Foie gras terrine and eel teriyaki with sansho spices, done up to look like an exquisite cake. Photo © Darren Palmer
When you enter this small restaurant, the first indication that it’s Japanese comes from the unmistakable accent of the young woman who greets you. Then you see the star of the show, the teppanyaki grill, with a few bar stools for lucky diners around it. Two chefs are hard at work. One of them, Naoto Masumoto, worked for years at the Ben Kay restaurant in the Hotel Nikko before starting up this little place.
The decor – decidedly modern and streamlined, in tones of black and white and gray – doesn’t convey much in the way of character but is quite pleasant. A word of warning: you might be taking home some of the smell of the cooking food on your clothes.
The menu offers two fixed-price menus: starter, main course and dessert for €40, or starter, fish, meat, cheese and dessert for €57. I took the first option, which was quite filling enough.
Before the serious food arrives, two sets of amuses bouches are set in front of you, including a moist, crispy chicken skewer; a less-interesting fish-shaped “cake”; and two lovely tempuras of pumpkin and cream cheese.
My first dish, terrine de foie gras, anguille teriyaki aux épices sansho (foie gras terrine, eel teriyaki and sansho spices), looked like an exquisite opéra cake with its shiny glaze and touch of gold leaf. The unusual combination of foie gras and eel was a winning one. The salad served alongside was too salty and didn’t go well with the dish, so I left it on the plate.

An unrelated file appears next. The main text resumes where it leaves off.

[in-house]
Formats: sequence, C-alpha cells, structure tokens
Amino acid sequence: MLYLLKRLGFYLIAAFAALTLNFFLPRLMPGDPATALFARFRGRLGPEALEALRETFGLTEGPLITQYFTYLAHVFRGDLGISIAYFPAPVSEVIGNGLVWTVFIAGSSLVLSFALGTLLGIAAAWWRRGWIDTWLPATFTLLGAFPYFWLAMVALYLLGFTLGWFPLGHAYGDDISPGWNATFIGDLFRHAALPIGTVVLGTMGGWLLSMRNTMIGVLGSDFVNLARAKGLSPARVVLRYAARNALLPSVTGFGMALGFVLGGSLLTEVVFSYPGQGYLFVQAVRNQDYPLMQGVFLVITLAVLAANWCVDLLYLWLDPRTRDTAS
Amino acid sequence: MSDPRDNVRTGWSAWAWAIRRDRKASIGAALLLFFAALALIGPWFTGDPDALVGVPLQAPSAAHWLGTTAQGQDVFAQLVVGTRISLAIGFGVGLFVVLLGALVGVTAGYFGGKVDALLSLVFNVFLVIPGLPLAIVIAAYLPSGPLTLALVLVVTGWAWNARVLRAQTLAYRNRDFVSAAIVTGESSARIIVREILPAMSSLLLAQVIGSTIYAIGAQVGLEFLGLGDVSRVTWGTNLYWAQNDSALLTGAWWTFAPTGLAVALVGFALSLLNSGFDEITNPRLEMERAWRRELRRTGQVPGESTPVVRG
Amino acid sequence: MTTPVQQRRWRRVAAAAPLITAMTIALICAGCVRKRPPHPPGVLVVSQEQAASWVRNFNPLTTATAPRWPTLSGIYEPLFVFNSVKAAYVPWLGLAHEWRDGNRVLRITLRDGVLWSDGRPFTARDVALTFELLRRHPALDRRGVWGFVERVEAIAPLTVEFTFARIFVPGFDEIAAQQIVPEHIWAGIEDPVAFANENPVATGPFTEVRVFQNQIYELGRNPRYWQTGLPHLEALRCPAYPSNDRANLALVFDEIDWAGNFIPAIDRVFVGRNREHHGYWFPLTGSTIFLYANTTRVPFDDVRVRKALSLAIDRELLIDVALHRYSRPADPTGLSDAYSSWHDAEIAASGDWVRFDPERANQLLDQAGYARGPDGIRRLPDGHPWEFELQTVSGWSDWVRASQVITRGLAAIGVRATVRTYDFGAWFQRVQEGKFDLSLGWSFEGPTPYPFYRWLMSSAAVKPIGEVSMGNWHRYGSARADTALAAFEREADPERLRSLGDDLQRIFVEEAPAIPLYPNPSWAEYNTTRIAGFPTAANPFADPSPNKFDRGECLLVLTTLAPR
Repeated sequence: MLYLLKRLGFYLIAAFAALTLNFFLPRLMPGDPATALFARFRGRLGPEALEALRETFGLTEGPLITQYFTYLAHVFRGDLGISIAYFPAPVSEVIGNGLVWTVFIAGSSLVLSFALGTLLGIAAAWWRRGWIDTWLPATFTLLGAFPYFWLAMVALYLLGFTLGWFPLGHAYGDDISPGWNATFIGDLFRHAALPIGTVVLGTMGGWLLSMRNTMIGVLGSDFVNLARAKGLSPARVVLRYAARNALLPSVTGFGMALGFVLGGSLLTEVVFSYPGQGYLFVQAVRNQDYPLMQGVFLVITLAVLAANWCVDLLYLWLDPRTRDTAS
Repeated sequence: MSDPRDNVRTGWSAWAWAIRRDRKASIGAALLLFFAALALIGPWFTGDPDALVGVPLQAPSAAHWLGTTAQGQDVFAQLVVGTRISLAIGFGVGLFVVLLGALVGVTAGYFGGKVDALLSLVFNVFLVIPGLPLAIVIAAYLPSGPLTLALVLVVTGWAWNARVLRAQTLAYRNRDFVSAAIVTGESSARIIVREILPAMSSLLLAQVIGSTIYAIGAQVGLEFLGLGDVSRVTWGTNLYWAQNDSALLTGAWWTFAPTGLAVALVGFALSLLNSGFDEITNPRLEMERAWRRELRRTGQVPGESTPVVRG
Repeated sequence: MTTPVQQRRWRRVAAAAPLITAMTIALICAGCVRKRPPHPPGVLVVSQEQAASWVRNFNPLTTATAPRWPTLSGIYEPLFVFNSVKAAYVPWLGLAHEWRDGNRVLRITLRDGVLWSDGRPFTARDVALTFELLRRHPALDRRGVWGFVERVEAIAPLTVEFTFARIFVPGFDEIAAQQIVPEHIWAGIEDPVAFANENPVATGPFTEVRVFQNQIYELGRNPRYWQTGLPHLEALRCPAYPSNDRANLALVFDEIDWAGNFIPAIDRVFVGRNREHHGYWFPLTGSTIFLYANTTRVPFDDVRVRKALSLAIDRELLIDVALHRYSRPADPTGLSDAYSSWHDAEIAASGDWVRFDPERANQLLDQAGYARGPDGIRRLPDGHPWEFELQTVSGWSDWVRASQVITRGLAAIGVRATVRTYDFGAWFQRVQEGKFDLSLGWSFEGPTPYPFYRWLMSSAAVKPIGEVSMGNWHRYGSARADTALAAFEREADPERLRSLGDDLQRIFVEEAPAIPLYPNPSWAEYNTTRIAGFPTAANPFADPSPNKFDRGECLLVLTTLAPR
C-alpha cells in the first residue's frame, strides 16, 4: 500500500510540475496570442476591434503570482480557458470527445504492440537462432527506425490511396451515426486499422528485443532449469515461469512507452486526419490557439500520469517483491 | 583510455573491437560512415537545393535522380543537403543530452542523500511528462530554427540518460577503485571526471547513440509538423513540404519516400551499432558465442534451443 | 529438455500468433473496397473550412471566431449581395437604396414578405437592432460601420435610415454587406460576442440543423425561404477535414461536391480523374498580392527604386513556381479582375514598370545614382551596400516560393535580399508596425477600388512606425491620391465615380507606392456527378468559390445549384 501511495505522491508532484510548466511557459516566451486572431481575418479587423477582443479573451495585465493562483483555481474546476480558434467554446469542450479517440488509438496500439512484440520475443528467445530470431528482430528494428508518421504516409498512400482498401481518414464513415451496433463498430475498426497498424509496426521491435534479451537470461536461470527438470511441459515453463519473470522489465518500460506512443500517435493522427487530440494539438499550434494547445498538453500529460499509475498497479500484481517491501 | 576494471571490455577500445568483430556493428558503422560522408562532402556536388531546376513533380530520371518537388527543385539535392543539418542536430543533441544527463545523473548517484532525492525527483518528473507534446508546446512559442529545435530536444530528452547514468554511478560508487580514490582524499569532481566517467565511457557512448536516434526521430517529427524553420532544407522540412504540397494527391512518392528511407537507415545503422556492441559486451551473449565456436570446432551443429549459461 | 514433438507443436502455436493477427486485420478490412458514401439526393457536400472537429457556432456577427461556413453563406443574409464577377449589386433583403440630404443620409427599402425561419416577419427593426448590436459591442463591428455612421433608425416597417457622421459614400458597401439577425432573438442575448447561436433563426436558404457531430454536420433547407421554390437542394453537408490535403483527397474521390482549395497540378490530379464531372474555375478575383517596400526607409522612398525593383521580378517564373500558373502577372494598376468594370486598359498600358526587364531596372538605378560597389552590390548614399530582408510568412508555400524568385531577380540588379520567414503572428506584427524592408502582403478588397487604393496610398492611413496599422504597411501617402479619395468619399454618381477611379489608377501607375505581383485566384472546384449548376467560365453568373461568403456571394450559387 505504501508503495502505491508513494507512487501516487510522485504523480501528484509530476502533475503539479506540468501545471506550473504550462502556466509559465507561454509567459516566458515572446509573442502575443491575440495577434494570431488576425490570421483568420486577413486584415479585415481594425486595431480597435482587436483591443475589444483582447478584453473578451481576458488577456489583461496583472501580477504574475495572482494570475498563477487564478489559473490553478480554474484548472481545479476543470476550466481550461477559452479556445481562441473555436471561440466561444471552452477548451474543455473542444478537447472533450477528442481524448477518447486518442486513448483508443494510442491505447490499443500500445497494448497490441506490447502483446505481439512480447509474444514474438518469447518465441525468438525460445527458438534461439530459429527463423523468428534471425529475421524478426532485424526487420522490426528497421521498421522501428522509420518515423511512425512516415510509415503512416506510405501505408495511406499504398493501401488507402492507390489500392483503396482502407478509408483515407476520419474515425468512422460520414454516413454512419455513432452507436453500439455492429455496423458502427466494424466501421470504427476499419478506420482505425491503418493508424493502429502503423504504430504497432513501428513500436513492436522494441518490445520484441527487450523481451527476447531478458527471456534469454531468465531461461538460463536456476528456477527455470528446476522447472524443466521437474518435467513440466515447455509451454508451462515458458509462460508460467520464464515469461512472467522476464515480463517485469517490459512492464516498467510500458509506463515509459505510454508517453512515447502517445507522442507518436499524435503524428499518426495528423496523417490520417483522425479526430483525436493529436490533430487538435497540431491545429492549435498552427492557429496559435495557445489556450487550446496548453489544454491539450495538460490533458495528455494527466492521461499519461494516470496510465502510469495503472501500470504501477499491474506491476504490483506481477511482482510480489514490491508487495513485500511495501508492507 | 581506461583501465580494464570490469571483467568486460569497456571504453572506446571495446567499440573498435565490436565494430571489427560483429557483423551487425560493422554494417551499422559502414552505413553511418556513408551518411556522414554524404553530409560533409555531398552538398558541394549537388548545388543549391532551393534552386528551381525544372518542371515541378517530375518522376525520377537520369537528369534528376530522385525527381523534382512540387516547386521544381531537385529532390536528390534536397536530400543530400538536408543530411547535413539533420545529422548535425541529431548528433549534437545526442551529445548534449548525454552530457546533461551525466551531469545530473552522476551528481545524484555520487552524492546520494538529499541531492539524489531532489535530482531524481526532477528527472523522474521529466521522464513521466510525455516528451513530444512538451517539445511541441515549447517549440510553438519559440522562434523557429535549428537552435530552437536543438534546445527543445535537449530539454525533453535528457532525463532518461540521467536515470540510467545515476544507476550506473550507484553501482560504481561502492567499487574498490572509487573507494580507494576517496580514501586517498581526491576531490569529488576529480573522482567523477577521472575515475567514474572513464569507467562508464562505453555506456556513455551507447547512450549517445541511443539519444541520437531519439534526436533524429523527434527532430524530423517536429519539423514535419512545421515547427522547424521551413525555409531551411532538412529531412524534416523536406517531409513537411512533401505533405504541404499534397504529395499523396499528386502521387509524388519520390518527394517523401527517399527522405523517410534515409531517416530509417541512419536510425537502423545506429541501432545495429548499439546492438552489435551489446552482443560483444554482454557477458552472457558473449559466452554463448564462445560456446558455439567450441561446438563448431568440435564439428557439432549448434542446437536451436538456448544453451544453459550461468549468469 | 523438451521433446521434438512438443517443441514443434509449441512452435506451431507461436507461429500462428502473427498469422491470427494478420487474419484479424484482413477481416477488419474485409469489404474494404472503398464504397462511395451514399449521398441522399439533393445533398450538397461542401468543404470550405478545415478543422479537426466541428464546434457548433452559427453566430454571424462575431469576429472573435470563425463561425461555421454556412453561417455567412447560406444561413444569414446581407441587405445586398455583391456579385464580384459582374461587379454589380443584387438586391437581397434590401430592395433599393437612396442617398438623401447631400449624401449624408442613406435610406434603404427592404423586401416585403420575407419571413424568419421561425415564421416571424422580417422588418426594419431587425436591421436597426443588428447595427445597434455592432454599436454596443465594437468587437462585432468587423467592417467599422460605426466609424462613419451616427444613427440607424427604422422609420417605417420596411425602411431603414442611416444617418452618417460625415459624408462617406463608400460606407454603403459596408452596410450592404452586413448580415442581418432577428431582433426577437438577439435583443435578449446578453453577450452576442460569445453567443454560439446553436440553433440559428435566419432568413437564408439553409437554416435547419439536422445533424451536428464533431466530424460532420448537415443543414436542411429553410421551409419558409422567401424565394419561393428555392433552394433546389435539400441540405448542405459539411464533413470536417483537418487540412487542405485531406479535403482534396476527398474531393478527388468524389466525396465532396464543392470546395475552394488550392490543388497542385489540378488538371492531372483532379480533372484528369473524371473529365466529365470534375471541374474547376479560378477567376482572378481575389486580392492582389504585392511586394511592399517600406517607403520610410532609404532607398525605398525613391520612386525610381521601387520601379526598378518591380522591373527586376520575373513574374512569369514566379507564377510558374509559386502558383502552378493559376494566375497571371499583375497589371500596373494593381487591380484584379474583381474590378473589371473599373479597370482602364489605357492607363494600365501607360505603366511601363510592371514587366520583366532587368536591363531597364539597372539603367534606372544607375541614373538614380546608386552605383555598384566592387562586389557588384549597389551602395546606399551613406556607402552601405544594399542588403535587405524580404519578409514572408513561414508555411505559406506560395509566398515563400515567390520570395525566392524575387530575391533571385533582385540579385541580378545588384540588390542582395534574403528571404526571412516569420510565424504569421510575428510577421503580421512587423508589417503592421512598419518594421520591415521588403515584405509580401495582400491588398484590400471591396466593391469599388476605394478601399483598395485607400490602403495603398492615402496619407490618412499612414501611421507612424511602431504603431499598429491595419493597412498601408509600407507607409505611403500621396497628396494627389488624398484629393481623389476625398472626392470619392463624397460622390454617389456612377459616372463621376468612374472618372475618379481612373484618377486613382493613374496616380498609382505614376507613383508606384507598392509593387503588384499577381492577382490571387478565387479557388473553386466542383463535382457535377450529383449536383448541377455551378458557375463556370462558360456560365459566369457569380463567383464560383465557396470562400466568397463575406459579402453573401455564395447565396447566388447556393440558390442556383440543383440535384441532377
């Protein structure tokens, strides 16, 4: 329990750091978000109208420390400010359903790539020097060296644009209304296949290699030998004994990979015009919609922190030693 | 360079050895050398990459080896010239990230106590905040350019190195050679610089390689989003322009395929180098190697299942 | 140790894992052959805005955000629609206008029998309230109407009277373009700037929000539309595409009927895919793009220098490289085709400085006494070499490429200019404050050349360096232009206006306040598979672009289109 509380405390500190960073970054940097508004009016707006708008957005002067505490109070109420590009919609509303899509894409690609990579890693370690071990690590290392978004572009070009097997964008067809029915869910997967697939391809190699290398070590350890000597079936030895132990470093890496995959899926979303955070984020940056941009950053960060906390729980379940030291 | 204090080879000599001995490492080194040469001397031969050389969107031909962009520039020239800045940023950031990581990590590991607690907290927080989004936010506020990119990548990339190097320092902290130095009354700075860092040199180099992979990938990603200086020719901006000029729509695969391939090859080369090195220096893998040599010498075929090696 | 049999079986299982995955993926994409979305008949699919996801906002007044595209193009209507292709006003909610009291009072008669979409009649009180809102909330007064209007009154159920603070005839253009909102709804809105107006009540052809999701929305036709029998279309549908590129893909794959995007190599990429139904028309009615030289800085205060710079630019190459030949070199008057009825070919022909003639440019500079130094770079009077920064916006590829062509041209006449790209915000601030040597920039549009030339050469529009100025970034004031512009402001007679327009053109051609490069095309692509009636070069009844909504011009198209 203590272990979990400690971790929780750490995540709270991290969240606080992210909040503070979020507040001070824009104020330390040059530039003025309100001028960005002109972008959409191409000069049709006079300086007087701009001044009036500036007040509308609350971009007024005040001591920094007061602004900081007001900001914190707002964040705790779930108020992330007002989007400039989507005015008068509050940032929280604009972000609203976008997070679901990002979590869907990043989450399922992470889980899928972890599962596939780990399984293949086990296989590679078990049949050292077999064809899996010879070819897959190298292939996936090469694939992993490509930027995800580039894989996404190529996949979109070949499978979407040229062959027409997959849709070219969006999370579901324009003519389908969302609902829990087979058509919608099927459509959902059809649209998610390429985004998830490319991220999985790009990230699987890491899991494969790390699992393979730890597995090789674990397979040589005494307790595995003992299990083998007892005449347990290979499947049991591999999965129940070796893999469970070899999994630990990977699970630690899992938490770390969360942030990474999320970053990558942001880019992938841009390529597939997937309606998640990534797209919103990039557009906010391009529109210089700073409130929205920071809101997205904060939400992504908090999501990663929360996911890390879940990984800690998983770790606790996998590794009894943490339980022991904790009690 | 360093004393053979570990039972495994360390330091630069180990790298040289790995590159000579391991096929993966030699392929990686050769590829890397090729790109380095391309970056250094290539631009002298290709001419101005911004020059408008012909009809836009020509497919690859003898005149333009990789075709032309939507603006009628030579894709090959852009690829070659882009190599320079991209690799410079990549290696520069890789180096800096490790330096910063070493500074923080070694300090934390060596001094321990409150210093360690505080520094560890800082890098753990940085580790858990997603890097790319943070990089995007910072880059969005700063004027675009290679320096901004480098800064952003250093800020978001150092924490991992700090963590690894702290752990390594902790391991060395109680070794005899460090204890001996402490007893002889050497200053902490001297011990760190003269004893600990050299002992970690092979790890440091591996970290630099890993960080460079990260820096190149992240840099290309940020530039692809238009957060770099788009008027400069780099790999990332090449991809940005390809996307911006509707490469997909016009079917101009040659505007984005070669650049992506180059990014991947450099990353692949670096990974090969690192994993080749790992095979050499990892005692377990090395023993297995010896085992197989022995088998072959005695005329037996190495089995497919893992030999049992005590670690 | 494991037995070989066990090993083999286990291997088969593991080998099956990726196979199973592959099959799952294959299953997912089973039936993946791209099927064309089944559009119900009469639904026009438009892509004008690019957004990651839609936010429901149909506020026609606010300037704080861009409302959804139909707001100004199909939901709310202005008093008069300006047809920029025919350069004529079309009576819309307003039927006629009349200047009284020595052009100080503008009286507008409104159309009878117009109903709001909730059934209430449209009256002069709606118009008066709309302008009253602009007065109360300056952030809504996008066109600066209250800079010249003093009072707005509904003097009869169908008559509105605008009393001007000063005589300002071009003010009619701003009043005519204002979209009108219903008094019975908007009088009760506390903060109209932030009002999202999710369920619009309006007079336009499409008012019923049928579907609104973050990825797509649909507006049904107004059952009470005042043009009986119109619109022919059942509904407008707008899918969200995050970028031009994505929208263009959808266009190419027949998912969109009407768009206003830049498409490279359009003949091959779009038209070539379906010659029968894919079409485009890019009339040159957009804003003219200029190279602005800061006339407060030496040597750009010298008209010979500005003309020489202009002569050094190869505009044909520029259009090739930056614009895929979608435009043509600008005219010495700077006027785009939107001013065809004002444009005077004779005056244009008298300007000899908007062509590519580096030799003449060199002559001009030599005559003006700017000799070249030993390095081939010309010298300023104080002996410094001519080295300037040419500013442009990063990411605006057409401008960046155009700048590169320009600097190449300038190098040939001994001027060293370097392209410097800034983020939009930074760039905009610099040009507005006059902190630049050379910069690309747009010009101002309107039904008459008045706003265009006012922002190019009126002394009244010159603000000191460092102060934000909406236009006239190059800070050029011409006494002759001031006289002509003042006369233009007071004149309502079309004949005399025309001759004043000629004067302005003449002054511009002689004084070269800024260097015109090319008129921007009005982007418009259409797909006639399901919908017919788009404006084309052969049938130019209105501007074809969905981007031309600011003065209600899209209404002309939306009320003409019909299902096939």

The second course, cochon laqué aux sésames, purée de céleri et champignons (“laquered” pork with sesame, celeriac purée and mushrooms), was also beautiful to look at: a rectangular slab of glazed meat scattered with sesame seeds and a drop-shaped garnish of tasty celeriac purée. One bite of the caramelized, slow-cooked pork made me sigh with bliss, and I didn’t stop sighing until I was done.
I won the lottery at dessert time with my yuzu cheesecake and madeleine. Refreshing, light and crispy, it was a great way to end a delicious meal. The desserts chosen by my dining companions, green tea panna cotta and poached pear, were fairly bland.
While we were eating, the chefs never stopped: dexterously flipping vegetables around, seasoning dishes with gusto and flambéing
Chef Naoto Masumoto in front of his teppanyaki grill. Photo © Darren Palmer
ingredients, with the flames leaping up to the ceiling. Even without front-row seats, this display of culinary artistry was impressive, but I would really recommend sitting round the teppanyaki grill.
The wine selection was not large but offered varied choices, with organic wines marked out. We chose the 2006 Château des Demoiselles, Côte de Castillon at €25. The first bottle was corked, which deeply troubled our waitress, who sent one of the chefs to open the second bottle for us. Fortunately there was no problem with it, or I think the embarrassment would have been hard to bear on both sides.
It’s worth straying from the center of the city to experience this original, refined little restaurant.
Le Concert de Cuisine: 14 rue Nelaton, 75015 Paris. Tel.: 01 40 58 10 15. Métro: Bir Hakeim. Vélib stations: Square Bela Bartok, quai de Grenelle or Dupleix, 54 bd de Grenelle. Fixed-price menus: €40 (starter, main course, dessert) and €57 (starter, fish, meat, cheese, dessert).
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